We have a winner!
The inventors have picked An aerogel more transparent by Michel Daubizit
as the winner for this competition. Here's what they had to say:
“We are pleased with the contribution made by the crowd. The application suggested and elaborated by Michel takes advantage of the unique features of our current micromixer, and so this distinguishes itself from other designs. And the idea is feasible as it is relatively easy to implement without requiring many other supporting techniques to be developed.”
- Dr Kim Wui Chee, ETPL
Liquids behave a bit strangely if you confine them in very narrow channels, as you do in microfluidics. One important effect of this small scale is that you get something called “laminar flow” – when two channels merge, the inputs from each simply flow alongside each other instead of mixing as you might expect. Not brilliant if you want those two inputs to react!
We have developed a simple, non-powered device that can be added in-line to convert this laminar flow to oscillatory flow, achieving effective mixing in milliseconds.
Diagram of a Y-junction with the micromixer embedded in one of the arms showing transition from laminar to turbulent flow and high-speed recording of mixing at a Y-junction.
As you can see below, the device contains an inlet, an outlet, and a fluid chamber with a stepped sidewall that holds an elastic diaphragm. When a liquid is pumped through the device above a certain pressure, spontaneous vibration of the diaphragm will be produced, thus changing the stable laminar flow to high-frequency oscillatory flow.
Schematic of the mixer depicting the deformation and oscillation of the elastic diaphragm at increasing pressures.
As no external actuators (such as piezoelectrics or magnetic systems) are involved, the structure of the device is very simple and can be easily fabricated at low cost (several US$ at large scales, 10s of US$ at low numbers). Other passive systems, which typically rely on complex static geometries, achieve much lower throughput and slower mixing (typically a few seconds). However, it’s important to note our device kicks the bucket after about a certain time (typically around 10h) of continuous use.
Sponsored by the Royal Society of Chemistry.
The device was developed during a fundamental study on techniques to enhance microfluidic mixing (which it’s very good at!), with only a few real-world applications (in synthetic chemistry) in mind. At the moment it’s mainly just a cool piece of technology looking for some problems to solve.
We are currently exploring its application for nanoparticles synthesis – however, it may potentially be used for a huge range of chemical or biological processes where rapid mixing of chemical reactants, bio-samples or other reagents is required.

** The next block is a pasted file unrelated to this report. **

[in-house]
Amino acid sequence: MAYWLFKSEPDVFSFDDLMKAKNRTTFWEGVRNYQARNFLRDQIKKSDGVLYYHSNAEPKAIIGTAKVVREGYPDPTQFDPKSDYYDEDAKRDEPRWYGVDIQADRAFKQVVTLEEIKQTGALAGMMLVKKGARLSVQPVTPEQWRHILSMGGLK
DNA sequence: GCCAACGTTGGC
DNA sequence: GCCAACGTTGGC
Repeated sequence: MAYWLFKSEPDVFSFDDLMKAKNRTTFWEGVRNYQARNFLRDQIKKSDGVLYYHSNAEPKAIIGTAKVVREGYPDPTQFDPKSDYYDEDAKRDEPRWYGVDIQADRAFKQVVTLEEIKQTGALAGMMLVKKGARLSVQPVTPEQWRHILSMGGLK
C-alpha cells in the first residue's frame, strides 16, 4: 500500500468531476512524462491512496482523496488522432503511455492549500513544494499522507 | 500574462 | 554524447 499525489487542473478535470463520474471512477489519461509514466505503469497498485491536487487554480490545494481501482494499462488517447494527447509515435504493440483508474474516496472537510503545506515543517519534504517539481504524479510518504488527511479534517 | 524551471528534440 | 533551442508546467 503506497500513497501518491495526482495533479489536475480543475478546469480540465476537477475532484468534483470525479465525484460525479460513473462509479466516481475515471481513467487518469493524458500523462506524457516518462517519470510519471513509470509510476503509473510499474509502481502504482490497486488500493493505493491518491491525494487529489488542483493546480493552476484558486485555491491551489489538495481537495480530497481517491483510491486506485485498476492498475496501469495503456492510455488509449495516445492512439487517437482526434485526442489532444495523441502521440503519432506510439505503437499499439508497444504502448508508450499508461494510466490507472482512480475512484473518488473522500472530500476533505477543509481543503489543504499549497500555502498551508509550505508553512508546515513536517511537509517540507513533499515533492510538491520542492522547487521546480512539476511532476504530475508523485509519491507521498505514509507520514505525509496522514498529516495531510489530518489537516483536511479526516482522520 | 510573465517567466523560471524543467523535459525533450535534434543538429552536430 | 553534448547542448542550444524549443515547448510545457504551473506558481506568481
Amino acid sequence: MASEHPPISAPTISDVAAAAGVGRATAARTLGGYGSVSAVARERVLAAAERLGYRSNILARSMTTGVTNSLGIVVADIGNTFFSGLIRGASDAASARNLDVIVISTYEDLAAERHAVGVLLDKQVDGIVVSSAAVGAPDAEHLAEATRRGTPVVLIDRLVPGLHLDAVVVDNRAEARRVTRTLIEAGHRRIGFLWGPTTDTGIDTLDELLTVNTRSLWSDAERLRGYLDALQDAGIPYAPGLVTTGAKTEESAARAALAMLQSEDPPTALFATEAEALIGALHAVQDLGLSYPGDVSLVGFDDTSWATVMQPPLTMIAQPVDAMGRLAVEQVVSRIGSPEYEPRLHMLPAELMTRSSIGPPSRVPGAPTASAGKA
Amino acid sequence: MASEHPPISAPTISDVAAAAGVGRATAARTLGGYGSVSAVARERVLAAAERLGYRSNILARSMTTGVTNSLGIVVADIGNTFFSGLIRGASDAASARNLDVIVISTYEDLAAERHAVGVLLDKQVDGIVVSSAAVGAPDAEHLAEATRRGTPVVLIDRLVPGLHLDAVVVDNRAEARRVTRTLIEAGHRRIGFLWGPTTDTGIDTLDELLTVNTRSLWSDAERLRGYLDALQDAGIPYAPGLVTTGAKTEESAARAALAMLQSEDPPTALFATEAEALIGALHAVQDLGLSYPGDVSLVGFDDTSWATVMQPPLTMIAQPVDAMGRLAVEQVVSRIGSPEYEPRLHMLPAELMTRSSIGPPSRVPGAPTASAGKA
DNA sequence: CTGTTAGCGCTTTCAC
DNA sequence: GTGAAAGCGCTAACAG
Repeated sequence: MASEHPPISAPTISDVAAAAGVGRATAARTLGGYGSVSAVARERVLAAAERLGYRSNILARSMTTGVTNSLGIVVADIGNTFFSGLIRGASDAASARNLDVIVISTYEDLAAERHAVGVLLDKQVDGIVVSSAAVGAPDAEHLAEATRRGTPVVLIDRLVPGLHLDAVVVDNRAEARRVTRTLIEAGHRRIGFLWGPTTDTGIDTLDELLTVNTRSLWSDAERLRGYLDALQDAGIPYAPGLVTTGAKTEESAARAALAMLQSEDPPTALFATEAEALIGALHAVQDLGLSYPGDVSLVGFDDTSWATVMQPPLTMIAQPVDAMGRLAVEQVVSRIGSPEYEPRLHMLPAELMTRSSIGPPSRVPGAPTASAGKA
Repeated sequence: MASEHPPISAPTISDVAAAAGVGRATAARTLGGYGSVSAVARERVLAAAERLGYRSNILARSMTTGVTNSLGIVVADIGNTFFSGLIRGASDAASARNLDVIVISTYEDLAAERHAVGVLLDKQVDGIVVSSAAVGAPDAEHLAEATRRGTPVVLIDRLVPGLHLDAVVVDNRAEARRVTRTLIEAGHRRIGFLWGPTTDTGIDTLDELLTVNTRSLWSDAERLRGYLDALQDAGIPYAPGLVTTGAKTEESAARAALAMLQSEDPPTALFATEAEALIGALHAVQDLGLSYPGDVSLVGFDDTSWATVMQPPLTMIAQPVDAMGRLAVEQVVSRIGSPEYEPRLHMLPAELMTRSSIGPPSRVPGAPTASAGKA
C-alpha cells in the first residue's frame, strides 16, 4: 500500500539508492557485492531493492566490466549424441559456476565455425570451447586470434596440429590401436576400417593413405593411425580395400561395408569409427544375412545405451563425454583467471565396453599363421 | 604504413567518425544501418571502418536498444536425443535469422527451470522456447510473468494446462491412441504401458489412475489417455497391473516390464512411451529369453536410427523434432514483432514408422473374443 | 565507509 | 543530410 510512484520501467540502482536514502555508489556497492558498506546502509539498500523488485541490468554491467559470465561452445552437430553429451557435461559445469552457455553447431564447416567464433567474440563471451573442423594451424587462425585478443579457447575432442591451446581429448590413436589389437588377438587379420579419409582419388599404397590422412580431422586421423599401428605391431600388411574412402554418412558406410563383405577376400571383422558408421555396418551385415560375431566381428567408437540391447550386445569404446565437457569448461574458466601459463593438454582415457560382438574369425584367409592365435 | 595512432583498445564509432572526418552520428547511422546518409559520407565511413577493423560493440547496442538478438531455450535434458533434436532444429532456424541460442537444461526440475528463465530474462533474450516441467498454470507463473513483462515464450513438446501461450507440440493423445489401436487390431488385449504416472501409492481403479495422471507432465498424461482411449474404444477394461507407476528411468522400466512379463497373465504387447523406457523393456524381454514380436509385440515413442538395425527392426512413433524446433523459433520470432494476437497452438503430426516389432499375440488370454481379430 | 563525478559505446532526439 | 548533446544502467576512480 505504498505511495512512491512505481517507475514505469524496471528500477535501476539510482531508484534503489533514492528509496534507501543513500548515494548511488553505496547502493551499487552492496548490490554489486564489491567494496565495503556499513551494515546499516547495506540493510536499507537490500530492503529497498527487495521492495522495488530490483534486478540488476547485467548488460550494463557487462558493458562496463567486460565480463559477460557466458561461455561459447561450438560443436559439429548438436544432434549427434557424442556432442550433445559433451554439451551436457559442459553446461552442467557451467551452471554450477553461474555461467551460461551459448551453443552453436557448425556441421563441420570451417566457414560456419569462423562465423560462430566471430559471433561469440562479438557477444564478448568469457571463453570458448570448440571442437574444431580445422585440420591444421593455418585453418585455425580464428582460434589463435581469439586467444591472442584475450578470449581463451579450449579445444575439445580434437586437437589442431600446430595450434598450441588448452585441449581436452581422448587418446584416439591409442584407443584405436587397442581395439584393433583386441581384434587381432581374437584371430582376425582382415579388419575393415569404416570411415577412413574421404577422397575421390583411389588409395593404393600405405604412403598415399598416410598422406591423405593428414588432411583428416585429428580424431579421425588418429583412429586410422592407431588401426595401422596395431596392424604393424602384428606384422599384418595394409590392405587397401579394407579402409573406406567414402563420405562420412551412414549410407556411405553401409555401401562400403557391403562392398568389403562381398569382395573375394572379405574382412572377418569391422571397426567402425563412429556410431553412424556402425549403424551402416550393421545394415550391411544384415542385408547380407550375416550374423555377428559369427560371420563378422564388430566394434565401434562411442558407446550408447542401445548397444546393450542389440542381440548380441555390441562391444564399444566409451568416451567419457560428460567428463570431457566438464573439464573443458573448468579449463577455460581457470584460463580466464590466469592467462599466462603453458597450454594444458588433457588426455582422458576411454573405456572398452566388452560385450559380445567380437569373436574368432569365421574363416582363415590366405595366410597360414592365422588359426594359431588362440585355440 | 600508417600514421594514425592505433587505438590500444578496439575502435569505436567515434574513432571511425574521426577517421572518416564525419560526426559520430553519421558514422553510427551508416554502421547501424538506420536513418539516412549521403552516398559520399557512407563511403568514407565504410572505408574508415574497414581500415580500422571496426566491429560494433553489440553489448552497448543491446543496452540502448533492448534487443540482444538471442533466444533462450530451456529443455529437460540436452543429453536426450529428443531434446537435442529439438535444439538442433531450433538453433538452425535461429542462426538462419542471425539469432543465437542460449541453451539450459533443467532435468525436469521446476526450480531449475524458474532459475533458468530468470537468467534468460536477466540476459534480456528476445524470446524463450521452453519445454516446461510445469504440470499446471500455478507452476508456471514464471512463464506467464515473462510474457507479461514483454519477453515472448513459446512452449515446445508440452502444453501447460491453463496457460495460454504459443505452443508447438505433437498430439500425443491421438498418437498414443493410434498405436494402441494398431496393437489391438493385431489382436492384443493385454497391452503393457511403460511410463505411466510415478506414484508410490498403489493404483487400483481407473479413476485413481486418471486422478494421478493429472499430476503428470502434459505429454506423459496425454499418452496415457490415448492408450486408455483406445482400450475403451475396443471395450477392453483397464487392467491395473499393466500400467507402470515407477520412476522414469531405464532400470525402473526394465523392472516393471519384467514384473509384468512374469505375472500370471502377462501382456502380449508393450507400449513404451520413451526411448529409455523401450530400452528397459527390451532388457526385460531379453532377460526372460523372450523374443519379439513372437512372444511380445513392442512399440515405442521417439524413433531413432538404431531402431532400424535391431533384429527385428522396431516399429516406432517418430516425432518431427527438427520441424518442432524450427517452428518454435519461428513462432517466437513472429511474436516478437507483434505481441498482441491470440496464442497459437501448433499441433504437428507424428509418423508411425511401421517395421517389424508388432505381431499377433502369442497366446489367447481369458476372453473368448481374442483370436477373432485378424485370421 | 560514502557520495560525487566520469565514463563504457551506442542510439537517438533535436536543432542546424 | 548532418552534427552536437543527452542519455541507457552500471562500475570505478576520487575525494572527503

And that’s where you come in. We’re interested in both commercial and academic applications of the technology. A great submission would:
- Derive a competitive advantage in a field from the device’s unique features, i.e. the fact it achieves rapid, high-throughput mixing without the use of external actuators (keeping in mind the device starts degrading after ca. 10h).
- Be specific in terms of technical implementation.
- Clearly outline the path to adoption: Which research groups/companies should we talk to? Would the device need to be altered? Who’d be the end user?
- Simple structure: the device makes use of the spontaneous vibration of the diaphragm; no actuators and controllers are involved.
- High oscillation frequency: typically ranges from several tens to several hundred Hz, achieving rapid mixing.
- Operable pressure range: 0.3 bar ~ 6.5 bar, applied via a pump or manually via a syringe. Higher pressure is required for higher viscosity liquids (viscosity ~60 cP (think olive oil) possible at 6.5bar)
- Chamber diameter 0.1 - 1 cm (note that this refers to the chamber diameter, not that of the flow channel, which will be significantly smaller) with flow rate 1.2 - 80 ml/min.
- Can make the chamber out of most materials (plastic, glass, metal…). The diaphragm must be elastic – rubber or, for high temperature applications (>100°C possible), spring metal
- Operable for a certain amount of time (10h for mid-range flow parameters), after which material degradation sets in because of the rapid oscillation.
- Device automatically acts as a pressure-limiting valve and one-way valve, i.e. blocks high-pressure and reverse flow respectively. However, can be designed to produce oscillatory flow in each direction.
The SIMTech Microfluidics Foundry (SMF) is established by the Singapore Institute of Manufacturing Technology (SIMTech), a research institute of the Agency for Science, Technology and Research (A*STAR), to advance the microfluidic technology as well as nurture and grow the microfluidics industry in Singapore by providing the infrastructure, support and manufacturing solutions to the academic and industrial community.
The Microfluidics Manufacturing Programme (MMP) is an application-oriented programme that harnesses the capabilities of SIMTech’s core technology groups to develop and implement a complete set of manufacturing processes for polymer-based microfluidic devices.
With Marblar, we hope we can speed up the movement of some of the exciting technologies we've developed from laboratory to market. Excited to see your ideas!
International patent application WO 2012/036627 A1
H. M. Xia et al., Converting steady laminar flow to oscillatory flow through a hydro-elasticity approach at micro scales, Lab Chip, 2012, 12, 60-64
Review on microfluidic mixing (background reading)